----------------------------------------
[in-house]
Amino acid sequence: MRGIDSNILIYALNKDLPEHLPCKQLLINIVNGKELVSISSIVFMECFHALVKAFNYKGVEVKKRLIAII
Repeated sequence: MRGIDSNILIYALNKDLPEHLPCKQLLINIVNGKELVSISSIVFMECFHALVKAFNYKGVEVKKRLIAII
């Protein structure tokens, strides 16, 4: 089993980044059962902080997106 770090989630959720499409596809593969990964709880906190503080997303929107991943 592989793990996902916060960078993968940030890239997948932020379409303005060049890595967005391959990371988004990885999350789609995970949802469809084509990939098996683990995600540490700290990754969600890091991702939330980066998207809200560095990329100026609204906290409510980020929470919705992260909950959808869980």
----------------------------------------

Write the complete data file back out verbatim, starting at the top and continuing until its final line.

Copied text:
[in-house]
Amino acid sequence: MRGIDSNILIYALNKDLPEHLPCKQLLINIVNGKELVSISSIVFMECFHALVKAFNYKGVEVKKRLIAII
Repeated sequence: MRGIDSNILIYALNKDLPEHLPCKQLLINIVNGKELVSISSIVFMECFHALVKAFNYKGVEVKKRLIAII
């Protein structure tokens, strides 16, 4: 089993980044059962902080997106 770090989630959720499409596809593969990964709880906190503080997303929107991943 592989793990996902916060960078993968940030890239997948932020379409303005060049890595967005391959990371988004990885999350789609995970949802469809084509990939098996683990995600540490700290990754969600890091991702939330980066998207809200560095990329100026609204906290409510980020929470919705992260909950959808869980």